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Interview: Riccitiello Talks Game Industry's Changing Landscape, EA's Transformation

The game industry will be "sharply up" in 2009, EA CEO John Riccitiello tells Gamasutra, pointing to growing digital arenas and his faith in EA's "transformation" to address them -- even though "it can look messy" at first.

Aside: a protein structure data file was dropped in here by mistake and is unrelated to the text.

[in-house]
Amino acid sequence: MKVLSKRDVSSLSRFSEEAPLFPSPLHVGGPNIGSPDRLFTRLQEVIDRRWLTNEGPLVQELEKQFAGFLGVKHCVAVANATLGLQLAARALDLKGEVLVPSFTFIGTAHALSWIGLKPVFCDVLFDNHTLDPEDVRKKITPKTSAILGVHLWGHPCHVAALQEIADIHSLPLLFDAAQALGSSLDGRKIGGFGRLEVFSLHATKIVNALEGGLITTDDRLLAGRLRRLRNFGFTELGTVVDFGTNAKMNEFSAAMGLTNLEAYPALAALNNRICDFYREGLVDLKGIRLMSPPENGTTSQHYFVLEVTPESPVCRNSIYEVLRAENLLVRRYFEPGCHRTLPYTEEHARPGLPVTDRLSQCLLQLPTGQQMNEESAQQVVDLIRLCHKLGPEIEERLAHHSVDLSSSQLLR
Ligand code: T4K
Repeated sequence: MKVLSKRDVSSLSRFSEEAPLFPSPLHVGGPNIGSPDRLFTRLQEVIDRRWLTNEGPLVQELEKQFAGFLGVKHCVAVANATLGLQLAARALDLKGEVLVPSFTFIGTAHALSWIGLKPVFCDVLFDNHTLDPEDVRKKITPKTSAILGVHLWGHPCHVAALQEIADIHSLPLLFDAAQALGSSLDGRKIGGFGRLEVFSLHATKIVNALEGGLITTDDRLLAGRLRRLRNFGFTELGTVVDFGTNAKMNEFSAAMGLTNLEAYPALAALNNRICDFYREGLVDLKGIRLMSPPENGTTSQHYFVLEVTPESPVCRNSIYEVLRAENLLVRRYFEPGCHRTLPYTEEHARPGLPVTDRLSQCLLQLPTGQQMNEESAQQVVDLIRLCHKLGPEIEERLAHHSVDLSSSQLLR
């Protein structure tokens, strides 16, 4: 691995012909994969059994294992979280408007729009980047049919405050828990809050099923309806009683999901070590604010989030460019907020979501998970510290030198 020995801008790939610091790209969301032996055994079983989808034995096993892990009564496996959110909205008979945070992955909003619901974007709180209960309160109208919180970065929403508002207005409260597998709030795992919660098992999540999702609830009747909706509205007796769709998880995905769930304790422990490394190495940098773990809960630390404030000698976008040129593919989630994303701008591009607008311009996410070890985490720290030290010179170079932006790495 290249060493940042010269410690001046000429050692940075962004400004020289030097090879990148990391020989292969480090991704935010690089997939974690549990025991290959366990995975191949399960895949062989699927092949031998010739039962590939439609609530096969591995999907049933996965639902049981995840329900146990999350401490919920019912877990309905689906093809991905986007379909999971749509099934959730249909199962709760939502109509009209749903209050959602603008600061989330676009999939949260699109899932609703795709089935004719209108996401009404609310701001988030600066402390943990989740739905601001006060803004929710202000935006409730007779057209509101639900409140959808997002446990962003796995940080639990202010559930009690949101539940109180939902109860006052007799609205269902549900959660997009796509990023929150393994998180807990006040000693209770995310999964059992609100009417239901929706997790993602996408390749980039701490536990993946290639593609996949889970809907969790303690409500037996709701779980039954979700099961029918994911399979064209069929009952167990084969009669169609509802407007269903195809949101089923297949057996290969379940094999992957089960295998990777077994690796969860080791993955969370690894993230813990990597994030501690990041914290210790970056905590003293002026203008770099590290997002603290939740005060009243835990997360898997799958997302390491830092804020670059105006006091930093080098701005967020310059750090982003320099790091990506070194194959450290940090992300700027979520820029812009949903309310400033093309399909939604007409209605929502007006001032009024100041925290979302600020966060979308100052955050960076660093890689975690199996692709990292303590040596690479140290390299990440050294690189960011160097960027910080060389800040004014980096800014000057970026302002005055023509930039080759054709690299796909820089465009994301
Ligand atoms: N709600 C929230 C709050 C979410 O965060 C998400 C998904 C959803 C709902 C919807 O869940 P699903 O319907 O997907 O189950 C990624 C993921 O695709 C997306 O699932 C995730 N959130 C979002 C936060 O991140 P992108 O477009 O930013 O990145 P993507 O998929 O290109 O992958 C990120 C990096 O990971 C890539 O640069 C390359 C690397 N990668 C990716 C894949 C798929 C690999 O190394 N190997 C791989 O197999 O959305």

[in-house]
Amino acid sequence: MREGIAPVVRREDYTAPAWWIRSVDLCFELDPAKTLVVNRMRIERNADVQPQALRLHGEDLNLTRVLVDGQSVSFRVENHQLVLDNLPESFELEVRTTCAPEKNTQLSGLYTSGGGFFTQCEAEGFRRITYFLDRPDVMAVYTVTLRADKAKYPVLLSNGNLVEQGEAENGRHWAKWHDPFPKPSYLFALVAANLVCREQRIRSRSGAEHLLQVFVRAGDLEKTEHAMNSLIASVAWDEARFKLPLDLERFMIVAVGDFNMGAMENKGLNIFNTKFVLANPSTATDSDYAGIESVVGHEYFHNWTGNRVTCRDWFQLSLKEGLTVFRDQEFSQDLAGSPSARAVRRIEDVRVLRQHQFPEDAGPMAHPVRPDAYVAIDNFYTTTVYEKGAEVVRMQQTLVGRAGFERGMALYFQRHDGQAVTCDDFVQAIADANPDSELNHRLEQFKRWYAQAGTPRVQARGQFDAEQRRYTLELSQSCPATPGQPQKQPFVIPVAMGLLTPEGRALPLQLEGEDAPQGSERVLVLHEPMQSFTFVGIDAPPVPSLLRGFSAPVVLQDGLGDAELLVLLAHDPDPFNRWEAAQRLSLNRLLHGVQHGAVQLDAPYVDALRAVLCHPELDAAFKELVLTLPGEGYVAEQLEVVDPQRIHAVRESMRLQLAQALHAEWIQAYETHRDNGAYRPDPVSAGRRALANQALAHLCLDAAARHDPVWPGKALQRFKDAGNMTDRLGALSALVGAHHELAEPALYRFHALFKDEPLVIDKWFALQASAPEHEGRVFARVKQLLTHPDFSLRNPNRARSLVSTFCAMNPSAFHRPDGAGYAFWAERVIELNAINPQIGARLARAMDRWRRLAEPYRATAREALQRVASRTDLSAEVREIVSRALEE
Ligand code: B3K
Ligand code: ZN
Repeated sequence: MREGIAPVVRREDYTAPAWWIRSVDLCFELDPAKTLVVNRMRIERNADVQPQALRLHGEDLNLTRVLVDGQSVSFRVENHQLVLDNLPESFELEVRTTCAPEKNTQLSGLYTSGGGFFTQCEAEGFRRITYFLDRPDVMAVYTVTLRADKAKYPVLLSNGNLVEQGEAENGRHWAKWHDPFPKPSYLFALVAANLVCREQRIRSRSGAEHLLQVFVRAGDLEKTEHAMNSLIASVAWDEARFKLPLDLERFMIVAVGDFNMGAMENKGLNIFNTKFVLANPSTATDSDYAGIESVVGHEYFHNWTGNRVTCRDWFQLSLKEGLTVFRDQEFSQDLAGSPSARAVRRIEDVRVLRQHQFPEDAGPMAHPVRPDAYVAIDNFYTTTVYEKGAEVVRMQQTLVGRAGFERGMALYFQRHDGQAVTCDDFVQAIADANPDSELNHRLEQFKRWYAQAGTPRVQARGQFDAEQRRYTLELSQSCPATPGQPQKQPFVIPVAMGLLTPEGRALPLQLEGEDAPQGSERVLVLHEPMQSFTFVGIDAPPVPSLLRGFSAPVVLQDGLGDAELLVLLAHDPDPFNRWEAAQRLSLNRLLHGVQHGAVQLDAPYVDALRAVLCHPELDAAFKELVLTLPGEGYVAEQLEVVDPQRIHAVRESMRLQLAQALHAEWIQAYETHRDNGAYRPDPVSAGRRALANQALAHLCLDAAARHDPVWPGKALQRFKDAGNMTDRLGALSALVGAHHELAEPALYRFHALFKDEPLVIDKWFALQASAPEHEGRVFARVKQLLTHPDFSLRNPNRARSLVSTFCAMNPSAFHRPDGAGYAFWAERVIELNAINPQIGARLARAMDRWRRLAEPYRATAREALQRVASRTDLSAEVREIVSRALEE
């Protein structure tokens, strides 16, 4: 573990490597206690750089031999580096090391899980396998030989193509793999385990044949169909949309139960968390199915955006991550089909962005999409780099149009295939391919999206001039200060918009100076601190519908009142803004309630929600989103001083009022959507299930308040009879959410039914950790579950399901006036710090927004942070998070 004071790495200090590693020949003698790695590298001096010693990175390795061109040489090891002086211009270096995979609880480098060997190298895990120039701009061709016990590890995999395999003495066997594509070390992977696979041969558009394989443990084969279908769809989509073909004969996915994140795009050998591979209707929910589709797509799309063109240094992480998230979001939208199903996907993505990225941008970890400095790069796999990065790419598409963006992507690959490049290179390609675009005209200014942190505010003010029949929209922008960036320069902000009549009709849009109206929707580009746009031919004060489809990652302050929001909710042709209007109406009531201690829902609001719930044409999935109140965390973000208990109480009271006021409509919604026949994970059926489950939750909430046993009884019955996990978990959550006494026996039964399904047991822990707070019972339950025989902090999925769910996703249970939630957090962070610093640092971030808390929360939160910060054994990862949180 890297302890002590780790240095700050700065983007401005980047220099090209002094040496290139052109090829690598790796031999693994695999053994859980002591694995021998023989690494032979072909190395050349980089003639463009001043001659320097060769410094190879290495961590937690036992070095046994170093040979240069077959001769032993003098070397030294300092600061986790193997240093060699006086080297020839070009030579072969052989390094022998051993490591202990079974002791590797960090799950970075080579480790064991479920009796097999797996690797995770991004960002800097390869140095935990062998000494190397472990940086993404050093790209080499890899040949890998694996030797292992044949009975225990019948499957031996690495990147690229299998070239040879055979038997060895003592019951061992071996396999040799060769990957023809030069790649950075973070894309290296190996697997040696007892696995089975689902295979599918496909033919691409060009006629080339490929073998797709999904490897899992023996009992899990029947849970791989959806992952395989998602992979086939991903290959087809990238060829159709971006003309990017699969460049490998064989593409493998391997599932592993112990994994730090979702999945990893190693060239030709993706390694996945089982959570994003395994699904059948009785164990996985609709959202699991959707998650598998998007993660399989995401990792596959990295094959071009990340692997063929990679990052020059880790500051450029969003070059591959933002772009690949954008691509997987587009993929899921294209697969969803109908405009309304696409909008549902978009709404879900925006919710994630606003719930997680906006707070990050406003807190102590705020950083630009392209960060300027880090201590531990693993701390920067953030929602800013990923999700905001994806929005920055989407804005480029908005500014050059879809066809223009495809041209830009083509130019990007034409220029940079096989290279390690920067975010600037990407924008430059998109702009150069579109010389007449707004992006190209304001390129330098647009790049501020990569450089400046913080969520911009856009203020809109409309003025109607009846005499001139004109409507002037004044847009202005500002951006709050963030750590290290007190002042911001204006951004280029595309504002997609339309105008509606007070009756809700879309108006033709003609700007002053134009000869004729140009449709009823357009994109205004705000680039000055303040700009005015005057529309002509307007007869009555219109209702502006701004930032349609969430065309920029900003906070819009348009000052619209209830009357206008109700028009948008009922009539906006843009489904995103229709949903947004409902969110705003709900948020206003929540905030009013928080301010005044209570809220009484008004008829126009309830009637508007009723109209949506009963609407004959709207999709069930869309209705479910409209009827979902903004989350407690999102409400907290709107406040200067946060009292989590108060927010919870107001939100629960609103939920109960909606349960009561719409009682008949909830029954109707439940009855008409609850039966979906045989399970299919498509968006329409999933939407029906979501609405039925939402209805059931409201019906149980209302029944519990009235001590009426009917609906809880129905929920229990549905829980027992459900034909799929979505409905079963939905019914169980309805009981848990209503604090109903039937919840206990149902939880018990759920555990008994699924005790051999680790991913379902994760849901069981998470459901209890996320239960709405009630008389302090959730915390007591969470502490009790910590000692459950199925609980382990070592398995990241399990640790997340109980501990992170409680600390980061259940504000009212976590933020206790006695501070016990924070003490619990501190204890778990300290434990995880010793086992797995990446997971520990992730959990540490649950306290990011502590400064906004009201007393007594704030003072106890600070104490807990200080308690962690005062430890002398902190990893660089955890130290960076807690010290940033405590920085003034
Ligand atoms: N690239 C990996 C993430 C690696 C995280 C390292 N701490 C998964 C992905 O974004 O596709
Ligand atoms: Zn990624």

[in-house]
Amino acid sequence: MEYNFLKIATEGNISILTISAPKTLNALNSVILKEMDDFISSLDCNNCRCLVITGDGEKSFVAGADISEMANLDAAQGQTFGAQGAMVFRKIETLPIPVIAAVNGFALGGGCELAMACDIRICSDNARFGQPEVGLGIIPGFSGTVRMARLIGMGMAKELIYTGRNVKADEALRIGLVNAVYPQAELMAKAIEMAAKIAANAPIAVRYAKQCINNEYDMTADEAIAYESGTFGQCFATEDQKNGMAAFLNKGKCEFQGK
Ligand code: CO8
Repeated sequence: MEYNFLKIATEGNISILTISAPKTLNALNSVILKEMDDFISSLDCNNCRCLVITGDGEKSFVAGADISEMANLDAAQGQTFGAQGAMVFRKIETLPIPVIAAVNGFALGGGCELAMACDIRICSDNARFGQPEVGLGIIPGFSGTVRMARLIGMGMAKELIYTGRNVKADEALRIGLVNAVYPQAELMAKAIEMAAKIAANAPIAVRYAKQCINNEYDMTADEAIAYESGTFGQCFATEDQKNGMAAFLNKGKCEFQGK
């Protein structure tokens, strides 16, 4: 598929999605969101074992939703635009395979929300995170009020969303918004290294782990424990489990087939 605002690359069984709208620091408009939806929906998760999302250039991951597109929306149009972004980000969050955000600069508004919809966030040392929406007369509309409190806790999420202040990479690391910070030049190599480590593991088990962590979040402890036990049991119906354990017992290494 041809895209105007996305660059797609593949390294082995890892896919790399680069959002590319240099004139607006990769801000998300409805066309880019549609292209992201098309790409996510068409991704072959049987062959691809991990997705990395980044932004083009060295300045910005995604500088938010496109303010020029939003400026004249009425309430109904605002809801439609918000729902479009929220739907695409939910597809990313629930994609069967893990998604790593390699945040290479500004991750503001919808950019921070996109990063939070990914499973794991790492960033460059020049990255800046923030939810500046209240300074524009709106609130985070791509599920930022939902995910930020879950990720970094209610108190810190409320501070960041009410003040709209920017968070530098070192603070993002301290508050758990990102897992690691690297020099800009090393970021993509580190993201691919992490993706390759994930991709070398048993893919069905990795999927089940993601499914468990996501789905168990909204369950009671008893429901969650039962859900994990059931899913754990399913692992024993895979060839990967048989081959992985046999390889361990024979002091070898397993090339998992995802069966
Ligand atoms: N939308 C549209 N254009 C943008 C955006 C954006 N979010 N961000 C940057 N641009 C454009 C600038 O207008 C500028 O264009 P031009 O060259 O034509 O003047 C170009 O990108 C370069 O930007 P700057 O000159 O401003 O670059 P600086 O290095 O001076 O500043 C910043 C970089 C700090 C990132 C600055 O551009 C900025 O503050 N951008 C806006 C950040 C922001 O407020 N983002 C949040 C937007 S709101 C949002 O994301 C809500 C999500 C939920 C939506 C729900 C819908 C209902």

Although it may take a different shape than in prior years, the game industry is definitely set to see growth in 2009, says Electronic Arts CEO John Riccitiello. "We've looked at the industry as being a combination of, really, two broad sectors: what sells at retail; and what sells through social networks, downloadable content, advertising, subscriptions and microtransactions, and all these other businesses," he tells Gamasutra. "There's no doubt in my mind that 2009 will be an up year for the industry, sharply up," Riccitiello asserts. "That consumers to some degree are choosing to buy their games differently does not mean the industry's down." It's been a year of tough comparisons for the industry's NPD numbers; after a summer of declines, the business returned briefly to year-over-year growth in September, only to decline again in October. Analysts now say the odds that year-end results will show annual growth are steep. But NPD sales numbers don't track revenues from emerging and non-traditional business models like the ones Riccitiello cites -- a broader-lens view of the game industry is all that's needed to see healthy signs, he says. "My kids are still listening to music even though Tower Records is gone," the exec points out, noting that the closure of an iconic physical music storefront signified a transformation for that industry, not a decline. Riccitiello sees the same thing happening in games, and much of EA's current strategy depends on getting out ahead of that business trend. The company's recent acquisition of major social game developer Playfish -- and the simultaneous reduction of 1,500 jobs -- are part of the company's transformation to address the digital era, he says. "We felt that the company we want to be had 1,500 fewer jobs dedicated to packaged goods," Riccitiello explains, "and it didn’t need two offices in two places in LA where one would do." Looking strictly at GAAP numbers -- which include deferred earnings adjustments -- shows a $391 million loss during EA's recently-announced second fiscal quarter. But excluding those adjustments, the company saw a record high of $1.147 billion during the quarter, up 2 percent from $1.126 billion the year before. "We've had a record first half... [and] we're pretty positive about the balance of the year," says Riccitiello. That hasn't stopped analysts from being critical of EA shares recently, pointing to low visibility on the company's slate for next year alongside uncertainty about the immediacy of the publisher's desired gains from digital revenue -- and whether or not those gains can offset the decline in packaged goods. But EA's CEO says that although it's natural for a period of change to appear confusing initially, there is a clear direction in which the company aims to evolve. "It's an on-purpose transformation," Riccitiello says. "We're trying to become a company that looks more like a direct-to-consumer business." He compared the process to that of other companies he says he admires: Intel, Apple and Amazon, who underwent "similar" transformations. "While they're doing it, it can look messy," he concedes. "But I think not doing it can look even messier at the end of the trail." However, the CEO says EA also has no intention of leaving traditional console gaming behind. "We intend to be the number one packaged goods publisher in the world," he says -- and notes that his optimism on new business models doesn't necessitate pessimism on more traditional ones. The company announced yesterday that its FIFA 10 is the number one game in Europe, having sold 4.5 million units worldwide to date. Yesterday, Valve also noted that its Left 4 Dead 2, which EA distributes, has sold 2 million units in its first two weeks -- two examples, Riccitiello says, that packaged gaming software is still strong. "The retail biz is pretty healthy right now," he says. "The price reductions from first parties helped -- PS3 in particular has been a strong beneficiary. There are strong titles: Left 4 Dead 2, FIFA 10, Madden, Need For Speed, Assassin's [Creed 2], Modern Warfare 2... those all are holding up well," he says. "I think it's probably a little early to try to call December, because it hasn't started yet," Riccitiello adds. "And overall growth in any given month, or any given year, is up and down... in 2010 pricing for first-parties, together with innovation on the controllers will likely bring growth -- but it's not a forecast yet."

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